I can't believe she actually managed to find someone to marry her in the end. I thought men would be freaked out by this.
I booked my wedding band but I didn't even have a groom: Bride plans her big day a decade before meeting Mr Right
Well prepared: Kate Owens spent a decade planning her wedding - the only thing missing was the groom
A bride has told how she spent a decade planning her dream wedding, despite the fact she was single.
Kate Owens,34, from Clifton Park, New York, had mapped out every last detail from her bridal gown to the venue - the only thing missing was the groom.
She even booked a band for the imaginary event after seeing them play at a bar in 2003.
'I went up to them and I said, ''I don't have a groom, but if you guys are still around, will you play my wedding?'
'I think some people probably thought I was nuts,' she explained to ABC News.
After enlisting the help of a wedding planner, speaking to friends and spending hours scouring the internet she had all aspects of her big day covered.
She recalled: 'I knew the style of wedding dress I wanted.
'I knew what style bridesmaids' dress I wanted. I knew the color scheme. I knew I wanted it to be outdoors.'
When Mrs Owens, a project manager for IBM, finally met her future husband, Shawn Owens, she kept her plans secret.
It was only when he proposed that she revealed how she had pre-planned their nuptials.
She whipped out a binder - labeled Life - which housed hundreds of ideas including dress designs, example menus, hairstyles and ring designs.
Mr Owens,34, admitted that he was 'a little surprised'.
Initially he said it was frustrating and he would constantly remind his bride-to-be: ‘This is not your wedding, this is our wedding.'
Brainstorming: Mrs Owens' wedding binder included hundreds of ideas from dress designs to hairstyles
Dressed to impress: Mrs Owens spent years fantasizing about her bridal gown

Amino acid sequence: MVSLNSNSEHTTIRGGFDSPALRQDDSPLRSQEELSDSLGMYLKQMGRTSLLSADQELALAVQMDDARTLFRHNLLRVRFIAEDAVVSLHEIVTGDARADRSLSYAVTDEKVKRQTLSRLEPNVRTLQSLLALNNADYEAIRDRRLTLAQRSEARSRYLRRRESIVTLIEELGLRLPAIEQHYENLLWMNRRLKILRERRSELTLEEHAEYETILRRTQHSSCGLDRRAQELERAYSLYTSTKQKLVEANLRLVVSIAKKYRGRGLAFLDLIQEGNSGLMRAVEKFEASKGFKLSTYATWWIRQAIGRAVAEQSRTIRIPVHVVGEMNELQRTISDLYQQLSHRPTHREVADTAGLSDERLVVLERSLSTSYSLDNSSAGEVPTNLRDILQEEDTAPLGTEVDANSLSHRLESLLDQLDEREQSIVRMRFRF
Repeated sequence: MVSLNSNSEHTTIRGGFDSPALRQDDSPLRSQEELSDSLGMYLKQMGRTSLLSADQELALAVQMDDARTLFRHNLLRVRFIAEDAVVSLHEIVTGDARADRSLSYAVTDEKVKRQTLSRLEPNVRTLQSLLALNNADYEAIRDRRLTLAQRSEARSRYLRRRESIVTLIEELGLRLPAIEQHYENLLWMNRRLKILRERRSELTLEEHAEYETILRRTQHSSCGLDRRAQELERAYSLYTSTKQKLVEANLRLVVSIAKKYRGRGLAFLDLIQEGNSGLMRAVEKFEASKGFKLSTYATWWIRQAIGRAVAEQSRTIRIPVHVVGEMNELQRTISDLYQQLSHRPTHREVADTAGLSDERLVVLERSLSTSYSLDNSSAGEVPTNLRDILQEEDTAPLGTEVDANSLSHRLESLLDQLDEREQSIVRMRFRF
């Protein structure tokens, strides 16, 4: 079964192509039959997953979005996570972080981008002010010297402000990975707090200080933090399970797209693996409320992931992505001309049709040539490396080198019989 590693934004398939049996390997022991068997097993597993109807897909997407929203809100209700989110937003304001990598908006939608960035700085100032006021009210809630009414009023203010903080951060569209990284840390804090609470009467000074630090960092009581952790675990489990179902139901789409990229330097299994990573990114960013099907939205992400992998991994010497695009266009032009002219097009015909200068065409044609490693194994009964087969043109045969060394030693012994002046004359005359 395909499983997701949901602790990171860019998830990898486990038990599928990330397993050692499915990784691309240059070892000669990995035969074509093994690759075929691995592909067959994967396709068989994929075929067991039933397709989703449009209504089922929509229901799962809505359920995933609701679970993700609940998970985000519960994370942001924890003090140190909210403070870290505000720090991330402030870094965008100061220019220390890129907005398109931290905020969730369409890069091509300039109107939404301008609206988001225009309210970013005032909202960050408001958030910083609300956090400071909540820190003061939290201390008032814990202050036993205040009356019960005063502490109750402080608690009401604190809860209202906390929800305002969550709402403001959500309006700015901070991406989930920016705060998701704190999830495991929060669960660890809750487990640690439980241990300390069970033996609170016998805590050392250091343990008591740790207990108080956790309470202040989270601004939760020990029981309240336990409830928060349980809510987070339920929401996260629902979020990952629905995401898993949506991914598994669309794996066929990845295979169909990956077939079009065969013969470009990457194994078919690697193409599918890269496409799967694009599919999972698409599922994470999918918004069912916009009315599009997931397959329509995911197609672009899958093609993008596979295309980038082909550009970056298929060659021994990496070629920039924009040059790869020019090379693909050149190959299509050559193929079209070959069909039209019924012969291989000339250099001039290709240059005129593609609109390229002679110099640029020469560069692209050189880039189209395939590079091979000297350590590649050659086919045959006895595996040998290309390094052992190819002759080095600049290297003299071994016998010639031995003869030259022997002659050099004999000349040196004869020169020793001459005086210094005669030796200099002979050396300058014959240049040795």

But he quickly realised that Mrs Owens' decade-long obsession did make preparations a little easier.
He told The New York Times: 'The fact she had so much planning done ahead of time, I realized how low-stress this planning process was going to be on me, and us.
'It freed up a lot of time and anxiety so that the result was we could better enjoy the excitement and each other’s company leading up to our big day.'
'The fact she had so much planning done ahead of time, I realized how low-stress this process was going to be'
The couple tied the knot last June and Mr Owens was allowed some input.
Mrs Owens told ABC News: 'He picked out the tux that he wore. He picked out the suit and everything that the guys wore. I just gave him a color scheme to work with.'
According to experts Mrs Owens isn't alone, and many women map out their wedding day well in advance. Many use social networking sites such as Pinterest to share and organize their aspirations.
A survey conducted by wedding website TheKnot.com in 2011, found 40per cent of its 20,000 users were not yet engaged.
The site's manager Anja Winikka said: 'It's okay to fantasize and it's okay to pre-plan and be that way.'
All set: Shawn Owens (pictured) admitted that he was 'a little surprised' when he discovered that his fiance had already planned their big day
Fitting into place: Mrs Owens kept her wedding plans a secret until Mr Owens proposed
While WeddingBee.com found that in 2012, 14,974 of its members ‘identified themselves as not yet engaged,’ and yet they were actively planning their wedding.
However Lisa Morse, a clinical psychologist in Manhattan warns that women who spend time planning their wedding may find it more difficult to find a future partner.
She told The New York Times: 'Finding somebody who wants to be plugged into your life exactly the way it is, and all the choices you’ve made, is not so easy.
'I think for anybody it’s much easier to plan a wedding than it is to form a meaningful relationship that is going to lead to a fulfilling marriage.
'And so I think for some people this becomes a way of taking away their anxiety or refocusing their anxiety away from their real concern, which is meeting somebody.'